In our implementation, we have not taken the natural logarithm. Since we are interested in top k matches, we only care about the relative score.
The map reduce class ItemDuynamicAttributeSimilarity is used for semantic matching. This a general purpose map reduce used to find similarities between entities with variable number of attributes, but all of the same type. One example is document similarity, where each document is associated with a set of words.
Each record of the input consists of an user ID, followed by a variable number RDF object literal. In our example, the object literal represents something the user likes. Here is a snippet of the input
L12E6PCN38,http://sports/baseball/Giants 30GDF2YX36,http://restaurant/chinese/Hong Fu,http://restaurant/thai/Red Pepper GIA3U30T20,http://restaurant/chinese/Hong Fu,http://sports/footbal/49ers E1BTUFA8H0,http://sports/baseball/Mariners 1HUT68NQV1,http://sports/baseball/Giants,http://restaurant/chinese/Hong Fu ...............................................
The RDF model used for this problem can be found here. Each XML element represents a subject and all associated predicate object pairs. The attributes following the user ID in the input corresponds to rdf:about attribute value of the leaf nodes in the RDF model. Each of these represents something the user likes for our example.
The configuration for the map reduce defines the class name for the semantic matcher class and other related parameters. The configuration for the specific semantic matcher class is defined through the semantic.matcher.params parameter. The RDF model is stored in HDFS. the path is defined through semantic.rdf.modelFilePath parameter. The semantic matching scale, which in our case is the twice the maximum path length of the RDF model graph is defined through semantic.match.scale.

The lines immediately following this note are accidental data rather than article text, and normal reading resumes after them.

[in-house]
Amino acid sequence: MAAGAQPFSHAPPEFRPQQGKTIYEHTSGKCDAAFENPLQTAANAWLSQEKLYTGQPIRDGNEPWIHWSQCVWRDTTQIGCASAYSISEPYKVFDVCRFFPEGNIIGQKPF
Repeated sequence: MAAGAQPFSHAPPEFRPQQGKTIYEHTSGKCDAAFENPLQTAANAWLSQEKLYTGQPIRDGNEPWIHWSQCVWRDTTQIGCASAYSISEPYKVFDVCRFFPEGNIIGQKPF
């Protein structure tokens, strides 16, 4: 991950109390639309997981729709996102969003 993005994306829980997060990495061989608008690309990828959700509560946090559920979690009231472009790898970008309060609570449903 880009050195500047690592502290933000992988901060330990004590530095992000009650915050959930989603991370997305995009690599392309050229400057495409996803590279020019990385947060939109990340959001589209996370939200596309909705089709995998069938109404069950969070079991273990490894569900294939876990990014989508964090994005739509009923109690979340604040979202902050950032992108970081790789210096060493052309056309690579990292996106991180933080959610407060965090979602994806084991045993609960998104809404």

The workhorse of the semantic matching algorithm is in the class ResourceDescribedEntity. It’s extended from the TaggedEntity class. All plugin classes need to to extend this class. It computes all the paths through a node and then finds all the intersecting nodes between two sets of the paths, corresponding to the two nodes.
The match() method of the class is called for every possible pairs of user preferences between two users. The in memory RDF model is built using the RDF data in the HDFS file. Once built it’s cached for the duration of the reducer.
Here is some sample output from the map reduce. Each line of the input consists of two user IDs, followed by the semantic distance, normalized to a scale of 1000.
L1XYIH2I18,9KHZI4FTQU,0 L1XYIH2I18,30GDF2YX36,125 L1XYIH2I18,QM1FP0NPCQ,1000 L1XYIH2I18,E2Q1135HFQ,375 L1XYIH2I18,VE0NSHKC13,1000 L1XYIH2I18,T04XAF17NA,0 JG15VV4E4O,I6QWUJMBFI,0 JG15VV4E4O,1HNJG054HF,500 JG15VV4E4O,S0H8P3E7QE,0 JG15VV4E4O,I390HTSXAV,500 JG15VV4E4O,0IKPKA4P06,1000
Optionally, we can also include some matching related context data in our output. The context data is the intersection node in the shortest path calculation between the two nodes. This output can be fed to the MR ToMatches to find the top k matches for a given user.
As long as the domain knowledge representation is available in a structured forms as a semantic net, the algorithm described here is an effective way to find match. Another approach which is lot more complex is Natural Language Processing (NLP). Some of the specific techniques are Latent Semantic Indexing and Random Indexing.